Volume 30, Issue 3, 2020
Comparative Culture Studies in Philosophy and Aesthetics
A Comparative Analysis of Plotinus’ Conception of Eternity as the Life of Being and the Image of Aion in Chaldean Oracles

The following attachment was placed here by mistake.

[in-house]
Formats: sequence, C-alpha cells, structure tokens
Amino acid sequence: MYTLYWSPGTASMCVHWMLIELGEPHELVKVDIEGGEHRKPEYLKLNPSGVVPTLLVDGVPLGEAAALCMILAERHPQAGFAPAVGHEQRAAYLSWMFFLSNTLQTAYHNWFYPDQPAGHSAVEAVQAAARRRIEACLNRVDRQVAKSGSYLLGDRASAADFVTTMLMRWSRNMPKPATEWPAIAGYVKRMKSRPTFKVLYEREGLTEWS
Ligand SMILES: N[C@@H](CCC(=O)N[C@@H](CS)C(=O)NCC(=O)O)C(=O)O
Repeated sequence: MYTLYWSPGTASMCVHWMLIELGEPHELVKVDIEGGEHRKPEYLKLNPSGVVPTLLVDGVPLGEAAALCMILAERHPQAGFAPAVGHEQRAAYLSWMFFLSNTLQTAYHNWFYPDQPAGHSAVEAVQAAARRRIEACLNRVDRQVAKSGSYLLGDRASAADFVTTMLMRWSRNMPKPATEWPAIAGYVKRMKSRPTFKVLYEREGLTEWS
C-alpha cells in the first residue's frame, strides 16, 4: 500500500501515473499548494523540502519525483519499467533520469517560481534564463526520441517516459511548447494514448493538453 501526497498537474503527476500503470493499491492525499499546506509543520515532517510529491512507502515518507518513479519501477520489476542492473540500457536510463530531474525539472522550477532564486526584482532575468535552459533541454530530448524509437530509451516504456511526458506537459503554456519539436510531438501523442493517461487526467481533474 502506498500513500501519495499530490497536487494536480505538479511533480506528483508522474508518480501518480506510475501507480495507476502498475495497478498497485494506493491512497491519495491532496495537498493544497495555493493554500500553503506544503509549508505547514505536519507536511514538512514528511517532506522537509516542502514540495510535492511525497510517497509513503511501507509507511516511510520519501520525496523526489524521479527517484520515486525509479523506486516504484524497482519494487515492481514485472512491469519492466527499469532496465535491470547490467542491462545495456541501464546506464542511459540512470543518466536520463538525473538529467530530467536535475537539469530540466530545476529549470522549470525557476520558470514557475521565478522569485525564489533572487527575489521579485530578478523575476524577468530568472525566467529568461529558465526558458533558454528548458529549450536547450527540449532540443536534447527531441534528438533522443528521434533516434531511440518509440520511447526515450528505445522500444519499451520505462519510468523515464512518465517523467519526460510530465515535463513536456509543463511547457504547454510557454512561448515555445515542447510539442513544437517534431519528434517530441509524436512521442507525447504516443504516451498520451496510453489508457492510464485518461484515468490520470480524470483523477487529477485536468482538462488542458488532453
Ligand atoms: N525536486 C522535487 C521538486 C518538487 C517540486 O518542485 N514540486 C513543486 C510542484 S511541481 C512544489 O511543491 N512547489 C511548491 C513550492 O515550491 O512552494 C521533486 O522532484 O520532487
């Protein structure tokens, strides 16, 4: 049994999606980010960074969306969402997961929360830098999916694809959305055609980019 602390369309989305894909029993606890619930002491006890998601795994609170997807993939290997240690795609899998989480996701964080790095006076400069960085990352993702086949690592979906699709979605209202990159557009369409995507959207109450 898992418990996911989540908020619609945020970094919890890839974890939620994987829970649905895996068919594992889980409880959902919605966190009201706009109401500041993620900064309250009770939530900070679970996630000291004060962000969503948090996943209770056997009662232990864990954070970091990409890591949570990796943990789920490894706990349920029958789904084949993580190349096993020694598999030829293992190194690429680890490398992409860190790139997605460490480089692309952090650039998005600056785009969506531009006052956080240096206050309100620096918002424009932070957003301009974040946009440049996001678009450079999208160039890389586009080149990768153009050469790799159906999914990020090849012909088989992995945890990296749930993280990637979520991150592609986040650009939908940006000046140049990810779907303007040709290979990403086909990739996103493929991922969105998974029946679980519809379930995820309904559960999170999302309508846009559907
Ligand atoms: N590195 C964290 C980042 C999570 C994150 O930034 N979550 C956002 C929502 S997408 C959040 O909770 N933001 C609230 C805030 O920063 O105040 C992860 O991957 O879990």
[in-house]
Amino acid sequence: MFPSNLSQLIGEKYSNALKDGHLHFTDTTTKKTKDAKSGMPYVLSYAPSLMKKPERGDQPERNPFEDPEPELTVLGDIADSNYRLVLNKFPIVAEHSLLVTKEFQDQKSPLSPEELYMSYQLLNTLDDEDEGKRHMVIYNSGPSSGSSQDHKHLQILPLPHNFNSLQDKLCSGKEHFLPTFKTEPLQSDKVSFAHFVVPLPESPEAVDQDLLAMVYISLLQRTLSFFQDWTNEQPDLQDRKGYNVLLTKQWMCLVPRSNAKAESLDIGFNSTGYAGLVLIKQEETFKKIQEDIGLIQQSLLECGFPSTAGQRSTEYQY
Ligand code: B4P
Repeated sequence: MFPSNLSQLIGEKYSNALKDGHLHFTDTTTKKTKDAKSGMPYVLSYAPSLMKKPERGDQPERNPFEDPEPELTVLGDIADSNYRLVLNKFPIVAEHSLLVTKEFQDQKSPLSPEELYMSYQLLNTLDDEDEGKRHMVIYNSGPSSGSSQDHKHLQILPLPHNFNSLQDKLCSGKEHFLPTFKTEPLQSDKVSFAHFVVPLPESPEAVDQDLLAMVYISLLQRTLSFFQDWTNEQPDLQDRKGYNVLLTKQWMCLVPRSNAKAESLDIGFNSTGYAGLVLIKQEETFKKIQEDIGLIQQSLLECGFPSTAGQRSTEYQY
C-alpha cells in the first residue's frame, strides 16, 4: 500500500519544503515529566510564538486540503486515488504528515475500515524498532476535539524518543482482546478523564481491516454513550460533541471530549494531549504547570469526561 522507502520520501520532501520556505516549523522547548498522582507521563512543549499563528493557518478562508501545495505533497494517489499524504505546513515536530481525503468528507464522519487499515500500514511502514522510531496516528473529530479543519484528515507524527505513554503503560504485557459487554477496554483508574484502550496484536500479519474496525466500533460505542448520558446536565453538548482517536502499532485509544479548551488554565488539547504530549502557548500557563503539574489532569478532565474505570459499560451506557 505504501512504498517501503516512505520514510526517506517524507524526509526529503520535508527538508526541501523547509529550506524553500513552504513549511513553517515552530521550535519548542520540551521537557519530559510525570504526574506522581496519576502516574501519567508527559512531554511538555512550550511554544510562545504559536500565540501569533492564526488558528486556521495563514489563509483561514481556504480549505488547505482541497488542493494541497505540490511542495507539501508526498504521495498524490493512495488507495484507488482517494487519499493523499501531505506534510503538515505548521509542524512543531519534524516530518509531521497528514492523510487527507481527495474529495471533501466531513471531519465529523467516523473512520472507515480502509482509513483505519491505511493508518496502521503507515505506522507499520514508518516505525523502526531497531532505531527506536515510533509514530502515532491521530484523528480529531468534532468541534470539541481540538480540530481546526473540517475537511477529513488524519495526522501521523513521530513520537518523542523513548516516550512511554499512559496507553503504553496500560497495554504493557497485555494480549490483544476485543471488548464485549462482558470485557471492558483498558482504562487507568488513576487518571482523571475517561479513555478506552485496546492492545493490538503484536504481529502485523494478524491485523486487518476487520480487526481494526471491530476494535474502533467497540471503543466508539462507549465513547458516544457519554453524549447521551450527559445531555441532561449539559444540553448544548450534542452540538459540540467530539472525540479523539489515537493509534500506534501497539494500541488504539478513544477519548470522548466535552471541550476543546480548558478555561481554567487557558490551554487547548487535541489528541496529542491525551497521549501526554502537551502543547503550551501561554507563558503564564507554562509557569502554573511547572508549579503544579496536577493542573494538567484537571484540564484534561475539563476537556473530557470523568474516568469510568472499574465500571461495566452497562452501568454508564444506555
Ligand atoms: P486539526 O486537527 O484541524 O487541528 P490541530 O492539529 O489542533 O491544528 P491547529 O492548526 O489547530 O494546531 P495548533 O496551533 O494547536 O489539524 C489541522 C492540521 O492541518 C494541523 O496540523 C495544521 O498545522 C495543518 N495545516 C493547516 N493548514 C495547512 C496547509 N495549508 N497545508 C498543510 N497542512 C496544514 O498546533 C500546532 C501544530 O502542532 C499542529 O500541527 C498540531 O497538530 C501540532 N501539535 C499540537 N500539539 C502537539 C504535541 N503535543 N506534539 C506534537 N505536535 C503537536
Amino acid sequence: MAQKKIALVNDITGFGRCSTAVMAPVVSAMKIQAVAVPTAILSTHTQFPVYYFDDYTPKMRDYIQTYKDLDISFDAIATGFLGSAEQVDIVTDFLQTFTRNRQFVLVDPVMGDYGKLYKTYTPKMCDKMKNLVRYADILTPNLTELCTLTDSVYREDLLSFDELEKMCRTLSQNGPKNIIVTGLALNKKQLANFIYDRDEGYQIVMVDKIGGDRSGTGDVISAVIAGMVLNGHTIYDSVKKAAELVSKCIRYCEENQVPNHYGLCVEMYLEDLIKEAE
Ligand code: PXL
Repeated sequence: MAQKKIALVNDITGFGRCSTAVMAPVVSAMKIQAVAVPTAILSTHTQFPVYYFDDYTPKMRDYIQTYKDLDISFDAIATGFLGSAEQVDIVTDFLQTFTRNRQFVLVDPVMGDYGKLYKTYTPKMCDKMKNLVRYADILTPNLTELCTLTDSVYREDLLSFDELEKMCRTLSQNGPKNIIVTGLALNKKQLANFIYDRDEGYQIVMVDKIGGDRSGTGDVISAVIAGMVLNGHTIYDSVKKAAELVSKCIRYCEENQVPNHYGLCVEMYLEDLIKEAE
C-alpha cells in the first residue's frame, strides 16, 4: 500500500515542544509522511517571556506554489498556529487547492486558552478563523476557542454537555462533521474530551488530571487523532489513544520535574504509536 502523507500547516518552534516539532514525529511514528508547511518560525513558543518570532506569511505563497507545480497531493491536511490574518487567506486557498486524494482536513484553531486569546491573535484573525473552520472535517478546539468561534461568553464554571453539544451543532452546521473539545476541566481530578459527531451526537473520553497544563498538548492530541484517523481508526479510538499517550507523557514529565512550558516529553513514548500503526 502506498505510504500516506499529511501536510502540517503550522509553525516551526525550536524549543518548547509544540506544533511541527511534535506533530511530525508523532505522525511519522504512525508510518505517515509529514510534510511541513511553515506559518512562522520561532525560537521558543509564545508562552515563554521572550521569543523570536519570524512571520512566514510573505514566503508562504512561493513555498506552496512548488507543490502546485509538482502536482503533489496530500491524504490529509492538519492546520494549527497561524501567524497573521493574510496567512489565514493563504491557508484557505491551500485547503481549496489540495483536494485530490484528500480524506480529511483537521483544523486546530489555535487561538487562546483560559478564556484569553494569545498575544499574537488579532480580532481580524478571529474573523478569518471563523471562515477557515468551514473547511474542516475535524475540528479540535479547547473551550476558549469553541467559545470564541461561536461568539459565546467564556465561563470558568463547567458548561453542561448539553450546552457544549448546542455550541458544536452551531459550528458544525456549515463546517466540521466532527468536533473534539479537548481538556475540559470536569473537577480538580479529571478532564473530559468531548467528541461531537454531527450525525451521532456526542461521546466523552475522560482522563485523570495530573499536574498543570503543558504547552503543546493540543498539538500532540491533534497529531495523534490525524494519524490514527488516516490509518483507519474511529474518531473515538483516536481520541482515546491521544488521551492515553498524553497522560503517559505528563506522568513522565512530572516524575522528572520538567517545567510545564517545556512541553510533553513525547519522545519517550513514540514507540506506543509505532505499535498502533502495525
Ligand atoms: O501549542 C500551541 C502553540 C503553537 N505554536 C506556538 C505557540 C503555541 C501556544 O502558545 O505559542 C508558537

The article presents an interpretation of Plotinius’ concept of eternity, which is defined in his treatise On Eternity and Time III.7  as the “life of being.” The textual and philosophical analysis of a number of related passages from Plotinus’ Enneads concludes that the description of eternity as the life of being is neither metaphorical nor analogical. It should be understood in a technical philosophical sense, which contains direct metaphysical and phenomenological implications. Life is not an effect of intelligible reality but an ontological condition, the limit, source of activity, background for the identity of Intellect. The life of being is not identical with partial aspects of the intelligible universe, but is implied and covered by them. In the context of the Plotinian noetics, the notion of life expresses the wholeness of being in its totality—this is applicable not only to the life of intelligible being, but also true for the life of Soul, which assumes the totality of Soul’s time. Life is recognizable and experienced by living and existing beings on the basis of common liveliness and their common ontological status, so life establishes, develops and intensifies the connection of our own being with eternity via eternal in us. There are notable functional similarities between the Plotinian concept of eternity as the life of being and the image of Aion as reconstructed from fragments of Chaldean oracles—a mystical philosophical text widely read by later Neoplatonic philosophers, albeit never openly referred to by Plotinus. The comparative analysis and philosophical interpretation of the Plotinian and Chaldean concepts and images related to eternity suggest that both the sources maintain similar metaphysical roles of mediation, the transfer of unifying and animating light, causing the motion of reality. It is also significant that the Plotinian parallelism of eternity and “eternal in us” is comparable to the Chaldean image of “flower of the mind,” which is described both as a metaphysical attribute of Aion and as a specific power of Soul, which could be used by a person to acquire knowledge of divine reality.